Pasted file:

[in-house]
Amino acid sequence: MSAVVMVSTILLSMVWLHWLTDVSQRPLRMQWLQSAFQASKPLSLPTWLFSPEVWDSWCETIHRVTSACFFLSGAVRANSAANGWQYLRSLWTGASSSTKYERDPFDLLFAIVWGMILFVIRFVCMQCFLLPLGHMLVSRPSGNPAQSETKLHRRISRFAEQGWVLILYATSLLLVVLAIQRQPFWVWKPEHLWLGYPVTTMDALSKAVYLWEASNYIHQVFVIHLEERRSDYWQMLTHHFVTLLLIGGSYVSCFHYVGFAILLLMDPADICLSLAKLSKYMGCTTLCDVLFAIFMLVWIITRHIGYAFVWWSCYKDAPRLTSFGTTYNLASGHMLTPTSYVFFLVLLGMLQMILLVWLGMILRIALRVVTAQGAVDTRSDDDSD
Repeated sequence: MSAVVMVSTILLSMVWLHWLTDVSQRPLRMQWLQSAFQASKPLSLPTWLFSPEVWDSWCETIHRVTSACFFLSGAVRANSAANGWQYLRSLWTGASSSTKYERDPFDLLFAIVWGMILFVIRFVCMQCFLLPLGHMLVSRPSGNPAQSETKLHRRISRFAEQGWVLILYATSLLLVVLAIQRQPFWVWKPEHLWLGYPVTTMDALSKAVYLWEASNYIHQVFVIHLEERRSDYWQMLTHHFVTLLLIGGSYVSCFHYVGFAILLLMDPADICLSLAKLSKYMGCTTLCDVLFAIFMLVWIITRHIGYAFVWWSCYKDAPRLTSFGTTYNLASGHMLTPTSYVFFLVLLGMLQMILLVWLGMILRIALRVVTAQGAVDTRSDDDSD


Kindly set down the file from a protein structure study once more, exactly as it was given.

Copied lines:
[in-house]
Amino acid sequence: MSAVVMVSTILLSMVWLHWLTDVSQRPLRMQWLQSAFQASKPLSLPTWLFSPEVWDSWCETIHRVTSACFFLSGAVRANSAANGWQYLRSLWTGASSSTKYERDPFDLLFAIVWGMILFVIRFVCMQCFLLPLGHMLVSRPSGNPAQSETKLHRRISRFAEQGWVLILYATSLLLVVLAIQRQPFWVWKPEHLWLGYPVTTMDALSKAVYLWEASNYIHQVFVIHLEERRSDYWQMLTHHFVTLLLIGGSYVSCFHYVGFAILLLMDPADICLSLAKLSKYMGCTTLCDVLFAIFMLVWIITRHIGYAFVWWSCYKDAPRLTSFGTTYNLASGHMLTPTSYVFFLVLLGMLQMILLVWLGMILRIALRVVTAQGAVDTRSDDDSD
Repeated sequence: MSAVVMVSTILLSMVWLHWLTDVSQRPLRMQWLQSAFQASKPLSLPTWLFSPEVWDSWCETIHRVTSACFFLSGAVRANSAANGWQYLRSLWTGASSSTKYERDPFDLLFAIVWGMILFVIRFVCMQCFLLPLGHMLVSRPSGNPAQSETKLHRRISRFAEQGWVLILYATSLLLVVLAIQRQPFWVWKPEHLWLGYPVTTMDALSKAVYLWEASNYIHQVFVIHLEERRSDYWQMLTHHFVTLLLIGGSYVSCFHYVGFAILLLMDPADICLSLAKLSKYMGCTTLCDVLFAIFMLVWIITRHIGYAFVWWSCYKDAPRLTSFGTTYNLASGHMLTPTSYVFFLVLLGMLQMILLVWLGMILRIALRVVTAQGAVDTRSDDDSD